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Constitution must be modernised to protect functioning parliament in times of emergency – Carroll MacNeill

18th August 2020 - Jennifer Carroll MacNeill, TD

A Bill to safeguard the functioning of the Houses of the Oireachtas in times of emergency has been published by a Fine Gael TD.


Deputy Jennifer Carroll MacNeill said it is time the Constitution was modernised to protect a functioning parliament in extraordinary circumstances and that the option for remote voting in limited situations was a necessary part of that change.


The Dún Laoghaire TD said the practical measures proposed in the Bill would also pave the way for maternity leave for elected representatives.


Deputy Carroll MacNeill said: “At present, only members of the Oireachtas who are “present and voting” may vote in parliamentary proceedings.


“This is appropriate in so called “normal” times – being a member of parliament is a huge privilege – and turning up and voting is the most basic part of exercising that privilege on behalf of the community you represent.


“However, this pandemic has shone a light on the overly restrictive nature of the constitutional requirement to be present for every vote, in every circumstance.


“In an emergency, we need our Government to protect its people through the passage of emergency legislation.


“It is time now to proof our parliament against the effects of pandemics and future emergencies that we cannot envisage today; events in which shared physical presence becomes the antithesis of public service.


“There are at least three foreseeable situations in which the option of remote or proxy voting would be desirable in the public interest.


“They are: 


1. Provision for the operation of the Houses during an emergency preventing physical presence of members, such as a pandemic.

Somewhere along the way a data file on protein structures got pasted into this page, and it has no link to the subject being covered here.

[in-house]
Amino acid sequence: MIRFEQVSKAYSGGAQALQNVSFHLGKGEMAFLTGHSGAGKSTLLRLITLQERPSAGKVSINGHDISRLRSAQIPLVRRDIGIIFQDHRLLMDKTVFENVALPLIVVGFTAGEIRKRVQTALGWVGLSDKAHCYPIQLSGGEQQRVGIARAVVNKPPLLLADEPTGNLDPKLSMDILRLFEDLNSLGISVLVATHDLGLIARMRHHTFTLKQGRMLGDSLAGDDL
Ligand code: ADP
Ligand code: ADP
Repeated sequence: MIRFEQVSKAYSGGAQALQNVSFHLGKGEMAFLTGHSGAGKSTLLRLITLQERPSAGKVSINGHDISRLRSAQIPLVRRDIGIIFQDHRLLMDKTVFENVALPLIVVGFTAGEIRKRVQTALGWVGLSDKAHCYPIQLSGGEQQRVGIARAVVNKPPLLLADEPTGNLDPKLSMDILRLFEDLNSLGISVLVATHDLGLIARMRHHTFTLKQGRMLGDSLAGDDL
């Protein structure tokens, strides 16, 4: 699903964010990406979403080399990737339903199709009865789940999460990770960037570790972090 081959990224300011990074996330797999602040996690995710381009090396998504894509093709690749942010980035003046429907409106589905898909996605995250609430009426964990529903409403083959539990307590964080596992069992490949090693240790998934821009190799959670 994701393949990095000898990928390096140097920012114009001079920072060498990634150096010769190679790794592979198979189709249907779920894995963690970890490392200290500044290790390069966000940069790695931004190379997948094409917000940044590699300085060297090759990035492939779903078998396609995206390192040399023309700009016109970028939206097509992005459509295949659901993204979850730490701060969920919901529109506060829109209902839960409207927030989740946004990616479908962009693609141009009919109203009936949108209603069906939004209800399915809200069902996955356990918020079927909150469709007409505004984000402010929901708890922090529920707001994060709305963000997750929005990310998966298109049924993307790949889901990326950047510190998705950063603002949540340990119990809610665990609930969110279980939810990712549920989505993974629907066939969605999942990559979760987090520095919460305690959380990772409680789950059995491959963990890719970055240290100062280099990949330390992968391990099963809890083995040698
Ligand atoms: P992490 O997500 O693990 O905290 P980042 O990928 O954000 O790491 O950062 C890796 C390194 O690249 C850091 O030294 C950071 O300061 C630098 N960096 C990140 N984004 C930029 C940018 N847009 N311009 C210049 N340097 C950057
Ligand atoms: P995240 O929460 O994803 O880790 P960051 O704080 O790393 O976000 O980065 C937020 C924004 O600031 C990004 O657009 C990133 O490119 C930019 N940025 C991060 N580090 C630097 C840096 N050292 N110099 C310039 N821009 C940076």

2. Provision for members who are or become immuno-compromised.

3. Provision for members who have recently had, or adopted, a baby and/or are the primary caregivers of that infant. 


“Not alone could this prepare us for any future waves or pandemics, it would also form the first necessary step in considering further arrangements that may be made for maternity leave for TDs and Senators.


“We have had lots of talk about maternity leave for politicians; this is the only way to take the first step towards it and I really hope this measure will be supported by every person interested in a more representative Dáil in the medium to long term.


“At a minimum, maternity or paternity provision requires the possibility of remote or proxy voting.


“This Bill removes this constitutional block and enables each House of the Oireachtas to make specific arrangements for such vacancies in its standing orders. This then has the added advantage of being flexible over time to account for situations we cannot imagine today.”


Deputy Carroll MacNeill concluded: “This Bill is not intended for casual vacancies. It is the enabling of new rules for how we govern remotely, if and when that ever became imperative again, and it is the first step to a more inclusive parliament for parents and those with additional physical needs.

“Having a family or, through no fault of your own becoming ill, should not preclude you from participation in your duties as an elected representative. The rules governing the Houses of the Oireachtas should not actually limit the functionality of the people’s chamber to work when our people may need it most.”


The new proposed Article 15.11.4 states:

“Each House may make its own rules and standing orders providing for special and limited circumstances by which members not present in that House may vote when any matter, or any class of matter as so provided for, is to be determined by a vote of that House.”

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